Food charities across Britain are warning of a busy summer ahead as a result of rising childcare costs, low wages and the impact of the Government's welfare reforms. The Trussell Trust has already fed 585,229 people in the six months to March 2015, up 7% from the same period a year earlier. David McAuley, chief executive, said: "We expect an increase in need, particularly towards the end of summer… Low income and benefit delays remain major causes of clients referred for emergency food banks." Increasing childcare costs have also been cited as a problem. Stephen Dunmore, chief executive at the Family and Childcare Trust, said: "With holiday childcare costs rising by 23% in England in the five years until 2014, we think it is likely that costs will go up again this year. We are equally concerned about the availability of holiday childcare. New research by the Family and Childcare Trust shows that 39 local authorities across England and Wales have reported a shortage of holiday childcare."

The Independent on Sunday

Wednesday, 10 June 2015

Labour pledges to scrap GCSEs

Shadow education secretary Tristram Hunt has confirmed that Labour would scrap GCSEs within a decade and replace them with a diploma that spans academic and vocational learning. Mr Hunt said that it no longer made sense to have exams at 16 when teenagers were required to stay in full-time education or training until the age of 18.

Tory MP calls for review of “Bedroom Tax”

Conservative MP Daniel Kawczynski has written to Work and Pensions Secretary Iain Duncan Smith, warning that the “Bedroom Tax” is affecting some people unfairly and that it should be subjected to a "root and branch" review. Mr Kawczynski said he wanted to ensure that: "People who are genuinely very vulnerable and cannot make the changes that have been required are not discriminated against". 
Daily Mirror, 

Wednesday, 3 June 2015

MPs to get 10% pay rise

Following recommendations from the Independent Parliamentary Standards Authority, MPs annual salaries are to increase 10% from £67,000 to £74,000. Many papers suggest that such an increase is hard to justify as the rest of the public sector has endured a 1% pay cap since 2010 and cuts have been felt across the sector. Mark Serwotka of the PCS union said: "It would be grossly hypocritical for any MP who voted for years of pay cuts to accept a 10% increase," while the TaxPayers Alliance said ministers should not be “divorced” from wage restraint. Downing Street said that the prime minister "does not agree" with the proposed increase but the Times says Mr Cameron seems unlikely to overrule the decision he had called “simply unacceptable.”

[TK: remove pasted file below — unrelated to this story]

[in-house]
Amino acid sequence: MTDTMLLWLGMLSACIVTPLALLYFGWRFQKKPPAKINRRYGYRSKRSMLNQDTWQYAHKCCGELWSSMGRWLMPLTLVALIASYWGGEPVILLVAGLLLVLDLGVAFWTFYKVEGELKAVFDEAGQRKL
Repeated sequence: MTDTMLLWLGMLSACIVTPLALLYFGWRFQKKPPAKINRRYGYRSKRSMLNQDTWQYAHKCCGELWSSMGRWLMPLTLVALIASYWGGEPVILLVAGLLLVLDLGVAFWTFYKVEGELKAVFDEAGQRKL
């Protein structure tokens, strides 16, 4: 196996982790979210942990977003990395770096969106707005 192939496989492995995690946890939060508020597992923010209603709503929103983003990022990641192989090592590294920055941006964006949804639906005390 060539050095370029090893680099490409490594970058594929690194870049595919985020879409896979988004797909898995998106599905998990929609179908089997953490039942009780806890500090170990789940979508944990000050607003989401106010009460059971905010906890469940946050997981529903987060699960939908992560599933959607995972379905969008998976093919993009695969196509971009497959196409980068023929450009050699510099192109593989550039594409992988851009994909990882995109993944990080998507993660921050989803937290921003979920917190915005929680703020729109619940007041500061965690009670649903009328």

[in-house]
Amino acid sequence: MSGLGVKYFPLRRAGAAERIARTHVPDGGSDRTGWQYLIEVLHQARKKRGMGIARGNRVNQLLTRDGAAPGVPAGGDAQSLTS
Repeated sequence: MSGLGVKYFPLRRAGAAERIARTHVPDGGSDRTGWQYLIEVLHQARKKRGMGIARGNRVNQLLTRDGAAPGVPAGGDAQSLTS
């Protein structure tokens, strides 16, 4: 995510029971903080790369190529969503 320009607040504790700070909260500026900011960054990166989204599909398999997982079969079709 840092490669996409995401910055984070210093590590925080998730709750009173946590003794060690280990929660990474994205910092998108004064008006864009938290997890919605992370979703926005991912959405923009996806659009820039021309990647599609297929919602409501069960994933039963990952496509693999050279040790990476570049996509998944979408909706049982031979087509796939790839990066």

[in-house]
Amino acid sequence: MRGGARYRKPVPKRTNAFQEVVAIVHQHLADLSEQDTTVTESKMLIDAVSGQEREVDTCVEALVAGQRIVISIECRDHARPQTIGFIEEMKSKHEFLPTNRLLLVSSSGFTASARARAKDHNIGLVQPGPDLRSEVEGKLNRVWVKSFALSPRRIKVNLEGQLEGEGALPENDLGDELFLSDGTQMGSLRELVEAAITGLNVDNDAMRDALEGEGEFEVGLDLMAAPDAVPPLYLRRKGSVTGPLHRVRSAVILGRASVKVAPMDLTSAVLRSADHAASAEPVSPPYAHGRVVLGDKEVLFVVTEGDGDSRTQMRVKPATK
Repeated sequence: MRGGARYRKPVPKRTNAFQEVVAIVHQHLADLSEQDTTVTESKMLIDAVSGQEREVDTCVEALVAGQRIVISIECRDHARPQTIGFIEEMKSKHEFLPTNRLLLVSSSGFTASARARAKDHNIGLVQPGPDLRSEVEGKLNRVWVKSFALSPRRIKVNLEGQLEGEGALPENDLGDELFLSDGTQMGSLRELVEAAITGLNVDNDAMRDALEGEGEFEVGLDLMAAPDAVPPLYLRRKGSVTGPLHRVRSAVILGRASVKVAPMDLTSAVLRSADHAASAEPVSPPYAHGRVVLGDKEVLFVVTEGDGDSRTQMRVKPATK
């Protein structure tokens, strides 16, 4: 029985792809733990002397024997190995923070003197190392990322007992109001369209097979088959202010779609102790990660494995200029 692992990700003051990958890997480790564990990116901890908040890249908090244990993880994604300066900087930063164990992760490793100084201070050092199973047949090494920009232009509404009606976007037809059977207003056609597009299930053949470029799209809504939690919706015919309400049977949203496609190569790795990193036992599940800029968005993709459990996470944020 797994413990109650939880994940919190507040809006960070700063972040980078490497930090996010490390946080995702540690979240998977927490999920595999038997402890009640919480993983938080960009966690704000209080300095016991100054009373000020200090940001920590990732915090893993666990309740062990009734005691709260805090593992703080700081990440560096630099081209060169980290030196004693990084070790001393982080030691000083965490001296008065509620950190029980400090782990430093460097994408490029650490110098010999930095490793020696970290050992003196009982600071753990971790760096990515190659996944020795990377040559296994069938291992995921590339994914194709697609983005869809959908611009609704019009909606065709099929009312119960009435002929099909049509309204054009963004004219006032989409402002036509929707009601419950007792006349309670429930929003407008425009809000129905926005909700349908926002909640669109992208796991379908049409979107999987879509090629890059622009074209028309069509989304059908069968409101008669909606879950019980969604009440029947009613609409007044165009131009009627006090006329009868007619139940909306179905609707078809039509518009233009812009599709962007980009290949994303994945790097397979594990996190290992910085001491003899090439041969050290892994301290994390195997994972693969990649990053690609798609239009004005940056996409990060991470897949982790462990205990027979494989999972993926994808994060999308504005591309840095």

Evening Standard, 

Education bill may see 1,000 schools become academies

Education Secretary Nicky Morgan has said that the government’s education bill, published today, will "sweep away bureaucratic and legal" barriers preventing the government taking over struggling schools and turning them into academies “from the first day we spot failure." The bill will see every school in England rated inadequate by Ofsted turned into an academy, meaning one thousand schools could face having their management replaced and sponsors introduced based on Department of Education estimates. It is said that new powers will prevent campaigners from obstructing takeovers, a move that Ms Morgan says will stop the efforts of “those who put ideological objections above the best interests of children."

Monday, 1 June 2015

Heatwave warning

A new government report warns that extreme summer temperatures will, in five years' time, cause the deaths of up to 1,700 more Britons a year. The new Heatwave Plan for England comes as the Meteorological Office starts 24-hour monitoring for signs of a heatwave.
The Independent on Sunday,  

IDS mulls child benefit cuts

The Sunday Times reports that Iain Duncan Smith has instructed civil servants to draw up plans for fresh reductions in child and housing benefit as the government seeks a further £12bn in welfare savings. The paper says the work and pensions secretary has asked officials to "model" the effects of several different cuts ahead of the budget on July 8, when the chancellor, George Osborne, will present the details. The proposals include plans to cap the number of children for which child benefit is paid to two which would save around £1bn a year. A cap at three children, favoured by some in the Treasury, will also be considered.

The Sunday Times,